3. Fad Diets: This category is often disguised as a self-care tip, but should be carefully scrutinized by just about everyone, and certainly checked out by a healthcare professional for an expert analysis of safety and efficacy. I don’t like to ban entire food groups, unless there is a definitive health reason for doing so. I am a mom to two impressionable minds, and I don’t want them to grow up thinking certain foods are “evil.” I try to live by the motto “everything in moderation,” and certainly sing the praises of plants, local foods, and regenerative agriculture. I don’t personally subscribe to dieting, because I value food as nourishment. I don’t want my young kids to think that they should head off to school with empty tummies and not eat for hours. I also don’t really pontificate on good foods/bad foods, for myself or for others, but rather see all foods as possible in balance. I try to emphasize a variety of healthy options to use for essential fuel for mind and body.

4. Sitting Meditation: I know many yogis have the luxury of a meditation room, or at least a sit spot. I don’t. And I also don’t restrict my meditation to when I can be seated in an undisturbed location. As a parent and previously a busy corporate employee, there have been many times when the luxury of seated meditation time was simply unrealistic. So I have learned to meditate lying down, in bed, and as a passenger in a car (or train, bus, or airplane). I meditate while walking, doing the dishes, and even cooking. It may not be for everyone, but it has allowed me to maintain a meditation practice throughout turbulent times and distractions aplenty.

5. Hot Lemon Water and Golden Milk: Health benefits aside, I just don’t like them. And I’ve tried—repeatedly—until I asked myself what I was aiming to gain by subjecting myself to substances that, quite frankly, I abhor. Isn’t life too short to continue to spend our time on practices that just don’t make us feel better?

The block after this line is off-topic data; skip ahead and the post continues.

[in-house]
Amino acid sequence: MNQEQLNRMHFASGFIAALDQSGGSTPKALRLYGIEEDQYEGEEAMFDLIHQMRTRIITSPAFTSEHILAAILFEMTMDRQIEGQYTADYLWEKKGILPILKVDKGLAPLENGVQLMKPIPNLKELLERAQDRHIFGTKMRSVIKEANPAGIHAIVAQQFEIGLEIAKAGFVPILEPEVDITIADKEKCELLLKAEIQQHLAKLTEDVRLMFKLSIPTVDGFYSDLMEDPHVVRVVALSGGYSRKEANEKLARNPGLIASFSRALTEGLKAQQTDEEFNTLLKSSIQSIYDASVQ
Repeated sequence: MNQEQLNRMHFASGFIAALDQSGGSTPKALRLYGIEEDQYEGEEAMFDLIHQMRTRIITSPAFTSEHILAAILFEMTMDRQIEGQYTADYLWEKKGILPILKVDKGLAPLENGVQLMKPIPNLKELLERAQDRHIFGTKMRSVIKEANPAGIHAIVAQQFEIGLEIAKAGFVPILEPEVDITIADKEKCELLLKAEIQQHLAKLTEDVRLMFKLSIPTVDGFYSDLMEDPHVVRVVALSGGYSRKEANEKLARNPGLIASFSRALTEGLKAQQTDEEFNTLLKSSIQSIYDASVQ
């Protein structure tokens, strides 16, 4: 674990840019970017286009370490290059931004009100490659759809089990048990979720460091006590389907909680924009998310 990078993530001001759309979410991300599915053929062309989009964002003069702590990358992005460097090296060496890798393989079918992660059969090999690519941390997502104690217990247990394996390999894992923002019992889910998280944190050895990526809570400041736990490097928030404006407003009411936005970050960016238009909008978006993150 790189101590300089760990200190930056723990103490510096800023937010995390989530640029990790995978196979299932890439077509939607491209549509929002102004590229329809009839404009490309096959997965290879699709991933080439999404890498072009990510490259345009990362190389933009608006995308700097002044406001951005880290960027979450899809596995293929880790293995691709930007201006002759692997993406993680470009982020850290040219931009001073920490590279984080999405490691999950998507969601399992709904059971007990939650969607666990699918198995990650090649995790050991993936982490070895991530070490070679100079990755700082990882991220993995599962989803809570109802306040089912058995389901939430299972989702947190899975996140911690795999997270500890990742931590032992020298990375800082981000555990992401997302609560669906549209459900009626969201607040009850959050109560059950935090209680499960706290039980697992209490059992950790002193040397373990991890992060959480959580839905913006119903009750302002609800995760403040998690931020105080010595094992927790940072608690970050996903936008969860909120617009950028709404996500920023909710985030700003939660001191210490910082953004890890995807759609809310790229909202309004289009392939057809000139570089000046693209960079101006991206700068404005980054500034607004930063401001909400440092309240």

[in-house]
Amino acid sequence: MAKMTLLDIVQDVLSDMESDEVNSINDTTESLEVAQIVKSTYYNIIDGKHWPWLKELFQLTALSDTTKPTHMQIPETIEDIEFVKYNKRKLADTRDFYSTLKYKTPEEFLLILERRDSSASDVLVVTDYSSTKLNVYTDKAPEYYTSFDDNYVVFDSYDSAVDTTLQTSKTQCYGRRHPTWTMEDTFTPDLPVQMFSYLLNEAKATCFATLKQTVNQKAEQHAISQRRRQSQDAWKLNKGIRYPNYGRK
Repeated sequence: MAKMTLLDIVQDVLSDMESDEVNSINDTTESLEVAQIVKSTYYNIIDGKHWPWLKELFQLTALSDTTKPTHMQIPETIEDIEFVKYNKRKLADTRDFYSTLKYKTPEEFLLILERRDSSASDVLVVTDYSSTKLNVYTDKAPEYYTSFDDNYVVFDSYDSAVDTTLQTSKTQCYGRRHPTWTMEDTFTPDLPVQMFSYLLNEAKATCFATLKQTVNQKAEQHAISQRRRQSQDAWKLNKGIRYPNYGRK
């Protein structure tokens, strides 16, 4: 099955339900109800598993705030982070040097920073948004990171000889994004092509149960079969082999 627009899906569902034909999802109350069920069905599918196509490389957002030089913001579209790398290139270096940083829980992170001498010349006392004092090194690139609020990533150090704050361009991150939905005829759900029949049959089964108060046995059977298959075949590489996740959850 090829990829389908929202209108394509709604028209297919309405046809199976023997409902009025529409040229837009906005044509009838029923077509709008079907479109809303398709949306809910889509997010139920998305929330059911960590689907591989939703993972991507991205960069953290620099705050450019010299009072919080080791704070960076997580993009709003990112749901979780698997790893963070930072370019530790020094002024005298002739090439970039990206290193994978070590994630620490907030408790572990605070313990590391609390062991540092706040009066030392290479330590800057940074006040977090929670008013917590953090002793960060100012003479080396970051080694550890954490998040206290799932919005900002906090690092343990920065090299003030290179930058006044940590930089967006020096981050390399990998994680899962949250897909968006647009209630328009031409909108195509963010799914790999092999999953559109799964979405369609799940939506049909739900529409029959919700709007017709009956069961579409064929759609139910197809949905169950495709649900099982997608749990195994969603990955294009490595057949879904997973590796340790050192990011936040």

This particular point is less about the actual drinks and more about acceptance. Can we accept ourselves for not doing everything that’s supposed to be good for us? Will the world stop turning if I drink peppermint tea instead of golden milk? I don’t think so. Let’s stop beating ourselves up for failed self-care attempts and focus on the things that work instead.

5 Self-Care Tips I Embrace

1. Getting Outside Daily: I am a huge believer in vitamin N—nature therapy. It’s not always easy, but I try to get outside for a short walk or long hike every single day. Even in bad weather, if I can take a quick trip around the block, the benefits are huge. I also try to make it as nature-focused as possible. I allow my boots to squelch in mud, crunch leaves, or press into grass. If I can’t be directly in nature, I try to find a bit of it in my wander—looking at the sky, keeping a lone tree in my field of view for as long as possible, or noticing the birds, a flower, even a squirrel. This truly buoys my mental and physical health.